Interview with Neil Gaiman, February 11, 1998.


David Roel: To start off with another stupid, meaningless question, who's your favorite Spice Girl?

Neil Gaiman: Um, let's see, they don't have an Old Spice, do they? I think probably Ginger Spice, just because she seems to enjoy having less talent than the others. There was that wonderful line in the New Yorker, where the guy was saying most people seem to grumble because the Spice Girls seem to have become immensely rich and immensely famous on the basis of absolutely no talent, whereas this guy's in awe of them, because they've become immensely rich and famous.

DR: That might be the philosophical point of them: that anybody can do this.

NG: Exactly. Girl Power! I think they're great. I love the fact that I have friends who agreed to appear in their movie, just so their kids could be photographed with the Spice Girls.

DR: I never thought of this before: they might be the music industry's answer to Image Comics.

(Transcript break.)

NG: I sometimes tend to think that nothing can replace actually hearing an author read their own work. It's wonderful for me to look down at a roomful of people, most of whom haven't been read to and enjoyed it since they were about six, and watch them just sitting rapt, listening to stories. It's great. As a writer and as an author, you write in your room, on your own, and you type stuff away, and maybe you will smile at a joke you've just written, but it's different to hear a roomful of people laughing at it.

Jose Carrubba: Neil, if you had your druthers, would you, if you knew you'd have an audience in any case, would you prefer to read aloud or merely to speak instead of write? Do you have any qualms about writing? What's your relationship to your writing and the solitude of it?

NG: I think you need the solitude sometimes for the magic to happen. There are the stories that you write where you know what you're doing from the word go, and you write it to the end, and it was done, and that I could have done to an audience, or whatever. But the ones I love are the stories where I don't quite know what happens, and then somewhere in there I do, between one word and the next, between one line and the next, between one letter and the next, I know what it's about, how it ends, where it has to go, and it follows it straight as a die all the way.

JC: So it has a certain spontaneity that you couldn't reproduce, necessarily, in the context of a group.

NG: Exactly. It's just that the magic is happening between you and the words, and the story takes over and runs itself, and that I love. There's no substitute for that. But it's also a lonely profession. Which is why I love varying it. I wrote an episode of Babylon 5, for the new season, and it was wonderful, partly playing with other people's characters, but also getting to come down to the set for a few days, and watching enormous amounts of money being spent, and all these actors and so forth, just doing the stuff that I'd made up. Enormously fun.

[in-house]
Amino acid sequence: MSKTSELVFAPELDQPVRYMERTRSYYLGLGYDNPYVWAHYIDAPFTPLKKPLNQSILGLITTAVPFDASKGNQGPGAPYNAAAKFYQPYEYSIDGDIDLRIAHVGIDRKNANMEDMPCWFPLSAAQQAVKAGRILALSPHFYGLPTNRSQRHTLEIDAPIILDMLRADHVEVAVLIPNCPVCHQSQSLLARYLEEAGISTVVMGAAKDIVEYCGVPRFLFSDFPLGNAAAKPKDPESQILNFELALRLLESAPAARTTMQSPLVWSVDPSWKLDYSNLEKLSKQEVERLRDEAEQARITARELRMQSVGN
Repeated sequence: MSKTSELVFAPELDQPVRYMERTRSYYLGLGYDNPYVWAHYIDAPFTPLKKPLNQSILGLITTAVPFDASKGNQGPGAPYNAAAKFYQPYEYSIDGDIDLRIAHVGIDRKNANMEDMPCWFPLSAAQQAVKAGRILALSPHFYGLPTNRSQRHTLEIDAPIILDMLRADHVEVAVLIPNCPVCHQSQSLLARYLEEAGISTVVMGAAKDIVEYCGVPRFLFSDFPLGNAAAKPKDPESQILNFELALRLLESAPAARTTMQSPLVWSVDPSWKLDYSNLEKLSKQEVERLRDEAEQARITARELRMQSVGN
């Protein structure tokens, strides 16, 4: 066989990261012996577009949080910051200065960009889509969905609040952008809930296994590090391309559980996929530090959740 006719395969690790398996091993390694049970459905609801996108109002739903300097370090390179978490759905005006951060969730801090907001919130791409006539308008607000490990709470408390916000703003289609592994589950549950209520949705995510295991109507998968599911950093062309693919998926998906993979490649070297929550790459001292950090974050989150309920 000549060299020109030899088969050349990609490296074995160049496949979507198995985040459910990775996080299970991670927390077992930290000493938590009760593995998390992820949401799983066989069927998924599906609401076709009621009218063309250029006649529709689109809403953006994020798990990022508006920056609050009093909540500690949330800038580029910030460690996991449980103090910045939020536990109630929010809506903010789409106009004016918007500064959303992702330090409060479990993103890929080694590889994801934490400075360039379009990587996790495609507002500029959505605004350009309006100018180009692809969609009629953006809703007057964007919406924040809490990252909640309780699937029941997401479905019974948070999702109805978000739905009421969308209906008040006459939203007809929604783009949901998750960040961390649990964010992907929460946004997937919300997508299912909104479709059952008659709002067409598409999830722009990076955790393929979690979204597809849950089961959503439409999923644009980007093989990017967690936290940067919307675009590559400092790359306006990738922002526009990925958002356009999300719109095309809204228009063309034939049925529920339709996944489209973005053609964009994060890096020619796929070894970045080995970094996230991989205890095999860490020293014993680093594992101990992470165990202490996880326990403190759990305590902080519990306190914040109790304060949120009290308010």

JC: Yeah, that's got to be gratifying.

DR: It's interesting that you're on this program, because Jose has developed an idea against the very concept of fiction. One time you asked me why I write fiction, you said, "If you have something to say to an audience, why not simply put it in an essay form, and just simply say it, why encode it?"

NG: I think there are two answers to that from my position, one of which is just that you sugar-coat the pill. It's a way of saying something without saying it. Fiction allows us to get into other people's heads.

JC: But Neil, do you feel a certain, perhaps, some conscience about the compromise that's entailed therein?

NG: Only to some extent, because at the end of the day, fiction allows you to get into somebody else's head, that's the magic of it. It's all very well to say in an essay, "Do not persecute somebody of a different skin color." That's one thing, but it's another thing to read a book in which the protagonist is a character of a skin color other than your own but is persecuted for it, and all of a sudden halfway through the book, you're going, "How dare they do this? How dare they?" Because it's you, and you're in there, and it's allowing you to actually take on somebody else's point of view.

DR: It's a visceral, emotional connection, rather than an intellectual one.

NG: And I think you need both, in order for anything to work in this world.

JC: I suppose I explore the compromises involved between the visceral, emotional connection, and a live, immediate...

NG: I find myself reminded of Abraham Lincoln's words to Harriet Beecher Stowe, when first he met her. She was the author of Uncle Tom's Cabin, and it was during the Civil War, and he said, "So you're the little lady who started this war." There was a very real level on which all of the tracts and statements that had been made had none of the effect of Uncle Tom's Cabin.

JC: Well, clearly the power of the word is legion...

NG: I think it's the power of fiction that must not be underestimated. Because the power of the word, we know about that. But the power of fiction to change things, and to change people's attitudes is a remarkable one.


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